Resistance is futile … but instructive

Meet Mr. Bojangles, aka Bo. Because he’s really not even big enough for a one-letter name, but Bo will do. (Maybe Beau when he gets a few more ounces on him.)

Mr. Bojangles

Mr. Bojangles

My beloved M and I have been talking about getting a dog for years. She has been a dog person, and I have not. When people asked me if I had a pet, I’d say, “No, I have kids.” Then, for about six months, I was saying “No, I had kids. Who are now at college. Yay!” I’m an introvert. Really … what is the problem with an empty nest?

The aforementioned kids, of course, asked for a dog once upon a time, and got a stern “No.” As a newly single mom, that was more than I could take on. Besides, I’m just not into fur. I would pet other people’s dogs and cats … kind of like they would acknowledge my teenagers. All of these accoutrements were just fine … over there.

But the conversation continued. I’d catch my sweetheart watching puppy porn on YouTube; it was usually a bulldog snoring or a brilliant, tiny dog being clever. She’d sigh wistfully.

Oddly, I was developing my own yen. I saw an Airedale being walked around town; I finally met the owner and petted it. Then I began to covet it. Later we met a sweet wire-haired terrier on one of our camping trips. A trend was emerging. Dogs with beautiful lines and wooly coats — not fur.

But when it came right down to it, I kept saying no. Just not a dog person. And now with both kids about to be gone? Even my sweetheart knew that was a lot of freedom to give up.

Then I ended up between jobs, with writing projects and perhaps something more substantive on the horizon, but a few months away. “Great time to get a puppy …” she suggested. I began cruising the local shelter web sites again.

A casual afternoon out looking at puppies turned into a rendezvous with a seller in Garner, NC, at a Bojangles. (You see where this is going.) From which we departed with a puppy.

Without either of us intending it to, this triggered quite the little existential crisis for me. I was thrown back into the baby days, when life at home with a newborn and not nearly enough village was more than I could handle. Shortest maternity leave ever. (Sorry, Harper. We got better as we went along, though, right?)

After the first 24 hours with a too-young puppy and a too-inexperienced me, my beloved M was getting a concerned look on her face. “You know, we can always adopt him out.”

“AND THEN I WILL HAVE FAILED AT DOG!” I yelled inside. Fortunately, all that came out was “Yeah … that’s true.”

I had much thinking time and long conversations with myself that night and the next day. Can’t do this. What does that mean … what does it feel like? I’m a failure. Well, maybe not a failure. Maybe a human being. Who can’t do dog. Again, what’s the feeling in there? It’s too much all the time-ness. It’s taking up too much space in my thoughts. I have to schedule around it. I’m trapped. Is there a feeling in there somewhere? Sad. Mad. Scared. Yeah. Ever felt like that before? Yeah. Babies. And dogs. Uh-huh. What about when you were a baby? Oh.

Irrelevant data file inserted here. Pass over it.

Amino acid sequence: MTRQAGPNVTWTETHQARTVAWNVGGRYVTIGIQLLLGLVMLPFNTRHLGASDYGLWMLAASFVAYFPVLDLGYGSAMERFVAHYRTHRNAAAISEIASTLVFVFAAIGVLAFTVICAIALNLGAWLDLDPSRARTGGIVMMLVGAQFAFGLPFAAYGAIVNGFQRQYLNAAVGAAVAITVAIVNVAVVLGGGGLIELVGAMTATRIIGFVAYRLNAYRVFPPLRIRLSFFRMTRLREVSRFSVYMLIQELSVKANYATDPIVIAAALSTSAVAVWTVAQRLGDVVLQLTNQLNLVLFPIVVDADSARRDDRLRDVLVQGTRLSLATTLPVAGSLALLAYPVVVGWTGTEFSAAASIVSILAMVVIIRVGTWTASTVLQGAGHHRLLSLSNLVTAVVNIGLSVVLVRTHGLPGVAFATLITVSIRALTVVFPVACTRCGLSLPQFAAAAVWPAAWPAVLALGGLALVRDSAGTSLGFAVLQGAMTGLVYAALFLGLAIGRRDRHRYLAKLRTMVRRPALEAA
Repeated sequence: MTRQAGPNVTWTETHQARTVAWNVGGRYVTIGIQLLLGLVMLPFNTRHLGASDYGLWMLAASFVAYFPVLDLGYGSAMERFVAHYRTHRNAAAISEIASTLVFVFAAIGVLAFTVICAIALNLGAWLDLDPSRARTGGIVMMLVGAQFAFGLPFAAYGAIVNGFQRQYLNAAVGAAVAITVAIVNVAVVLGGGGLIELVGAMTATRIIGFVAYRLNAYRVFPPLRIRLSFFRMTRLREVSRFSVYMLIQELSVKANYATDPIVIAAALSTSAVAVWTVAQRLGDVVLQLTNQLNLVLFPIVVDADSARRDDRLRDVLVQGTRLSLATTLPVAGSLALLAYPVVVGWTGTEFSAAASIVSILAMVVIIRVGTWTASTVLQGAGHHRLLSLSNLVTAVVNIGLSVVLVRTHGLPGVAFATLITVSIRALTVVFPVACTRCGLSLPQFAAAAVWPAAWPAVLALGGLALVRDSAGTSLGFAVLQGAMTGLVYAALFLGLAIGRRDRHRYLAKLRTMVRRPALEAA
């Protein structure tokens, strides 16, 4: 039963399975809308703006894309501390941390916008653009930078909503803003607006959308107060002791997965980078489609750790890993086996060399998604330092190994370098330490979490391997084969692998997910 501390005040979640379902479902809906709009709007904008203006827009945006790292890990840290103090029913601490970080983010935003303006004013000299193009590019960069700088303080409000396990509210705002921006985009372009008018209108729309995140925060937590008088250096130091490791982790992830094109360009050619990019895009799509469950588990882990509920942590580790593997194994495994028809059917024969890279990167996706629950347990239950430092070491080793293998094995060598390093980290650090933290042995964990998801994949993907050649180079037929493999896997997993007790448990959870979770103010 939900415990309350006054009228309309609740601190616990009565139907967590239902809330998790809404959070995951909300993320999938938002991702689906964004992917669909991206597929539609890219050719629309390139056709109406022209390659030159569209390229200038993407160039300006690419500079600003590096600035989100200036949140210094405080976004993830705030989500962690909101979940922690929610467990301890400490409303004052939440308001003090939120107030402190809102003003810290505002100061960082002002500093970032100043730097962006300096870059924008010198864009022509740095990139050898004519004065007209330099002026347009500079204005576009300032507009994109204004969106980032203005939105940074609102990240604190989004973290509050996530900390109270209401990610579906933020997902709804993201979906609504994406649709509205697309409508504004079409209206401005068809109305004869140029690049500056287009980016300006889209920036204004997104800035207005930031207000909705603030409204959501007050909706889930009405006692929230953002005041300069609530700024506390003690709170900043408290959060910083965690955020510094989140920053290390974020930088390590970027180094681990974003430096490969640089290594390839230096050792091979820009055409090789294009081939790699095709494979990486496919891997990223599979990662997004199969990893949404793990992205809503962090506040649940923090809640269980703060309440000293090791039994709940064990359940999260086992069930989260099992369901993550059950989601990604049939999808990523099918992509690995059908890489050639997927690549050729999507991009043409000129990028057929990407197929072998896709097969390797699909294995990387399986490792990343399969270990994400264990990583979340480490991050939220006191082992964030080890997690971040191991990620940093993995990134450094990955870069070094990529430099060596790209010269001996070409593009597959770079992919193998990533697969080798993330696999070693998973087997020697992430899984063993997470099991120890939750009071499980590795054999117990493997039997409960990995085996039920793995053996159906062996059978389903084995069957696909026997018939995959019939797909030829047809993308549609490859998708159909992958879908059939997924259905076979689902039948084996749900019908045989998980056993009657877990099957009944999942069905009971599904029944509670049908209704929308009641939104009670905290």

See, there’s this little self inside there who has wordless embodied memories of parents that were gone a lot, and absent-minded or unpredictable when physically present. In technical terms, it’s called insecure attachment, and the after-effects of it can persist into adulthood. People who had insecure attachments as infants and toddlers can have trouble connecting clear into adulthood. My childhood did not have the greatest care for me as a helpless small thing, and did not in turn teach me how to care for small helpless things.

Being able to parent my kids was a challenge that I feel like I have spent all of their lives living into. And now, in some moments it feels like here we go again. Which is probably why I avoided the dog life all these years, just like I tried to avoid having kids. I was sure I did not know how to be a good Mom, and equally sure I did not want to know how to dog. Because intimacy, and love, and faithfulness … and if I don’t do it perfectly, I’ll get yelled at … or worse, something could die. (This actually happened. When I was little little, I had pet rabbits. I forgot to feed them. To teach me a lesson, my parents let them die.)

Better not to take the risk. Keep it simple. Keep it safe. (Keep it lonely … we know how to do lonely. Nobody [else] gets hurt.)

Sometimes the deepest fears drive us the hardest, even though they make no sense at all.

Well. As the Buddhists say, my teacher has showed up. And day by day, Mr. Bojangles and I are learning dog. I’ve cried a little … for the child I was, for those bunnies, for what is not present in my life right now (a job that would keep me too busy for this puppy) … and for what is: A beloved who wants me to have the joy of bonding with a little critter and experiencing its unconditional love. Neighbors (and their pets) who are serving as our puppy’s village. Two compassionate young adults who can’t wait to come home and meet the new addition: their mama’s dog.

I am still saying “Heaven help us all,” but at least I am laughing as I say it.

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